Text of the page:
Do you believe movies still pass along the message that a woman needs a man?
Maggie Gyllenhaal: That's not true. To get into that kind of thing, to start to say this is where we are with movies, that women need to have a man and the issues that we're dealing with in Mona Lisa Smile are still issues now. More from your Guide below Advertisement
It's like regressive thinking. We're so much beyond that. I think in a lot of ways, I guess it depends what movies you go and see. But I think there are a lot of movies being made that include maybe romance and sex and all that kind of stuff, but don't demand that the woman has to have a boyfriend or a husband in order to do something interesting. I really don't think that's true.
Kirsten, can you talk about your character's transformation and taking on a role like this?
Kirsten Dunst: Well, I had never played a role like this before in a bigger movie. I felt like mostly a mass audience has only seen me as a cheerleader or like Mary Jane. So I wanted to do something [with] this girl. She's just the most restricted in the time and the society of it all, and I really could see a lot of pain in this girl. [She was] trying to be alive and wanting to enjoy her life, but so held back and so juvenile in the way she acts out against the other girls. She's just kind of like this little girl who is trying to be this woman. She's 21 and only recently has this woman come into her life. It's like, "Change your thinking," and of course your first reaction is, "No, no, no. It's scary." So I just saw more than just like the traditional bitch of the film.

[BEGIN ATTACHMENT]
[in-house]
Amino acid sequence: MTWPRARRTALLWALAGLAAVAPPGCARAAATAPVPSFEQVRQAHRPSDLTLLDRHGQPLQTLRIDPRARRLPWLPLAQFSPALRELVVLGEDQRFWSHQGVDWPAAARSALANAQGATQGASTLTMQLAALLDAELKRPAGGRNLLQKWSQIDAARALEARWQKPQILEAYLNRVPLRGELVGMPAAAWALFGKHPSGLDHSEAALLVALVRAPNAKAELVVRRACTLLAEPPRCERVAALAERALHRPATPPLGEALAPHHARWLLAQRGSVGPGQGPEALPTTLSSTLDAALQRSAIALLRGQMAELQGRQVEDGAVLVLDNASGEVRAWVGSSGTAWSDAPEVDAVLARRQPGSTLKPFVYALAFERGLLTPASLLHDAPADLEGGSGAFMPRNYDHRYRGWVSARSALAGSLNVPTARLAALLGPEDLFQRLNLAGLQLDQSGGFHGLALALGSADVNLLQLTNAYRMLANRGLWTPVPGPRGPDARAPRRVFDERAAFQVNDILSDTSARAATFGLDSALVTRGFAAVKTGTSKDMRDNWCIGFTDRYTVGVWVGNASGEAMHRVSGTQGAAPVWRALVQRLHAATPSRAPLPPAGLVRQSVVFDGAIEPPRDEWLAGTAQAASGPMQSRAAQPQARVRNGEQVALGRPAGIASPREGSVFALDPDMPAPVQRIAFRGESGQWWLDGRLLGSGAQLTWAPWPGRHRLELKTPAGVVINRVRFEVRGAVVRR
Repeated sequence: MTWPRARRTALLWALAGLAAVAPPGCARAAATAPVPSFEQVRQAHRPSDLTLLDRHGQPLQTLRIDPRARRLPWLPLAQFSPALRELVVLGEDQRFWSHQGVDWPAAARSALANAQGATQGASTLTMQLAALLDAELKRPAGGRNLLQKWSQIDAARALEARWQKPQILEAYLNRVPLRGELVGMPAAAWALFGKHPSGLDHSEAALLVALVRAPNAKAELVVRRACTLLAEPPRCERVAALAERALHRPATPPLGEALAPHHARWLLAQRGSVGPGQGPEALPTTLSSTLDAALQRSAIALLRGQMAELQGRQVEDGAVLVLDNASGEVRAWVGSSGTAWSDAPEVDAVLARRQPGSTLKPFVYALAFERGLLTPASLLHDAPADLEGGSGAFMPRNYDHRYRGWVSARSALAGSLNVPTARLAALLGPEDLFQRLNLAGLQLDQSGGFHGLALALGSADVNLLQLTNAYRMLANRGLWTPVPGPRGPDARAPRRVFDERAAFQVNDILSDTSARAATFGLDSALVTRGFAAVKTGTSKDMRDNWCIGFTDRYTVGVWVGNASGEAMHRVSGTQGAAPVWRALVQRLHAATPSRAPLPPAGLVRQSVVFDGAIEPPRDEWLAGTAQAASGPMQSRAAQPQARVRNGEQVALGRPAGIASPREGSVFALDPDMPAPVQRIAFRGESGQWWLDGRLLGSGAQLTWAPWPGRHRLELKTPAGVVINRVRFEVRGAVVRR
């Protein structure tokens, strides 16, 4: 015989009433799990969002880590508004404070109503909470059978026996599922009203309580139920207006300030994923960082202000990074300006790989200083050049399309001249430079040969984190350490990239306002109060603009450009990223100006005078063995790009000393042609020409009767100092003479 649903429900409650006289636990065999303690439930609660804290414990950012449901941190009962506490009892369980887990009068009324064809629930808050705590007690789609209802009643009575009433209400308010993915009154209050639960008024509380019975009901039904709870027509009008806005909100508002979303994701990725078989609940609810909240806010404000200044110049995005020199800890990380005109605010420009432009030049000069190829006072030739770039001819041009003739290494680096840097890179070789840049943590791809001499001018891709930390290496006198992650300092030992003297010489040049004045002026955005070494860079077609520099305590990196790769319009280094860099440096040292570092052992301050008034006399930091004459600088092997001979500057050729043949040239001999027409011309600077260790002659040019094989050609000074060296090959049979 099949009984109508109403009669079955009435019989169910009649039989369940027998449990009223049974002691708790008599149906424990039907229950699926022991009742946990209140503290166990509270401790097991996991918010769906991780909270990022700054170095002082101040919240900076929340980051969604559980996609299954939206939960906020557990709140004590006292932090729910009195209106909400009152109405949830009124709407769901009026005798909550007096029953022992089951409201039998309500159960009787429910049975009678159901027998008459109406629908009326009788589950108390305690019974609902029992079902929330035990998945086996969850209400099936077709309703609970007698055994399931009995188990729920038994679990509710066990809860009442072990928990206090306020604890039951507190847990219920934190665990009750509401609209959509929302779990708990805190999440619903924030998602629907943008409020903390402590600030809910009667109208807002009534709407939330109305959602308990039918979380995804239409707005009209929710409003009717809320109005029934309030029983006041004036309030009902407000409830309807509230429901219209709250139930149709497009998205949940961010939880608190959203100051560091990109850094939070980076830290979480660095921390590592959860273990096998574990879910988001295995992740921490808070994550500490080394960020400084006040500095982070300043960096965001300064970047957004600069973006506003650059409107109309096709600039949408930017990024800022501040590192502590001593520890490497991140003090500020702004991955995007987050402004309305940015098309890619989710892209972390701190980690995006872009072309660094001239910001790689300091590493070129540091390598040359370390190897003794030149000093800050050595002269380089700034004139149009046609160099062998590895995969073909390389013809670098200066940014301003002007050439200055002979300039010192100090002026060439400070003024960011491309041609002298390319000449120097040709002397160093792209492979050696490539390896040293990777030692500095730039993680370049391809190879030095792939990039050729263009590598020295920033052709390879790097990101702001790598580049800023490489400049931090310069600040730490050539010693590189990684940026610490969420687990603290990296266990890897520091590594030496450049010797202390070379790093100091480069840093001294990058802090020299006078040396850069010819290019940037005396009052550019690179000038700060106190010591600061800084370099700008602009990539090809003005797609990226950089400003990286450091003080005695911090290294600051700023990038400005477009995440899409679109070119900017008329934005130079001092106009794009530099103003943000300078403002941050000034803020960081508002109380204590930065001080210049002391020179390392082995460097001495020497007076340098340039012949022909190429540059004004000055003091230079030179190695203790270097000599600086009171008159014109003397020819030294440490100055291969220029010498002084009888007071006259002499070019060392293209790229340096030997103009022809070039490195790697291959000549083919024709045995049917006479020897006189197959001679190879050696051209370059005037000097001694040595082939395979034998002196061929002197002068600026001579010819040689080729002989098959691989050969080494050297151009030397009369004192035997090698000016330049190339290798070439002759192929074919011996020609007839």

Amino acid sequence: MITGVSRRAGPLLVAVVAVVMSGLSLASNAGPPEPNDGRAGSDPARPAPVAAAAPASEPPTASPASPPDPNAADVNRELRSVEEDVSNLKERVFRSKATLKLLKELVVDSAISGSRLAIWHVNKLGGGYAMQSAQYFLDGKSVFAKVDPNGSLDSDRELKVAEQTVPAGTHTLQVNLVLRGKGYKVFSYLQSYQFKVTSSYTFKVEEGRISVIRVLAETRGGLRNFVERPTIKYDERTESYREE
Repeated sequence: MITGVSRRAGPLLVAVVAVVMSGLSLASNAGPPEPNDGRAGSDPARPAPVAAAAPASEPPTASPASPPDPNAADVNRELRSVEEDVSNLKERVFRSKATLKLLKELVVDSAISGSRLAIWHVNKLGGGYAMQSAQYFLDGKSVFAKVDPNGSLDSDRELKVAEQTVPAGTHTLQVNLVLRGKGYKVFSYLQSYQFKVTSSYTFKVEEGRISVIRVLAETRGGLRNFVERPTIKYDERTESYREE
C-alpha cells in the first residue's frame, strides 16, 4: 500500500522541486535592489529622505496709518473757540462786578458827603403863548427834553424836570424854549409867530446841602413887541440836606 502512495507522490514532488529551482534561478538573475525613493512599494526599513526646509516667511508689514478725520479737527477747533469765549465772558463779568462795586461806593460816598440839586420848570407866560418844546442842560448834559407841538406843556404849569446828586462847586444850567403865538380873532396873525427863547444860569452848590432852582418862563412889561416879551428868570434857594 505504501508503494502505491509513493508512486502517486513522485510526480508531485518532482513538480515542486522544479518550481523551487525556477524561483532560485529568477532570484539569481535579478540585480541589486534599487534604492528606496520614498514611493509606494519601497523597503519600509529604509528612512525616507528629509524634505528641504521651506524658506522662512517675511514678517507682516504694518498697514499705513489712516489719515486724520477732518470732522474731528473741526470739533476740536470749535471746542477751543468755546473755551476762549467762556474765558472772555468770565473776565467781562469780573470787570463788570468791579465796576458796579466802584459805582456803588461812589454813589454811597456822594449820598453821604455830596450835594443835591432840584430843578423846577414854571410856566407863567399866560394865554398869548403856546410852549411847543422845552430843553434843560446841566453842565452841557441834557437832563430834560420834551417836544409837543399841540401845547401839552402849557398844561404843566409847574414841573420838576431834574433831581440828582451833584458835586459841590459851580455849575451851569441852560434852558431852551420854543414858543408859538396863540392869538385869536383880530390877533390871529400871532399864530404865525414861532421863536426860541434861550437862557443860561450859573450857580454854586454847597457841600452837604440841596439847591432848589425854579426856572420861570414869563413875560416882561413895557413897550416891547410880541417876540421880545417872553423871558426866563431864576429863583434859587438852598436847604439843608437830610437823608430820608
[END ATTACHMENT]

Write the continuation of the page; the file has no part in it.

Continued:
Were these all the parts you originally went out for?
[all nod] Julia Stiles: Yeah, I really responded to Joan immediately because I was surprised by her choice. She was a nice contrast to the other journeys the characters go through. And I thought the danger with a movie like this was that we would all come away from the movie thinking that the message is all women have to have careers. I liked that Joan really makes an individual choice. I met Mike [Newell] and read for Joan because I really wanted the part.
Maggie, there's a scene in the film where it seems like your character is going to announce she's pregnant. Was there a scene ever a scene like that?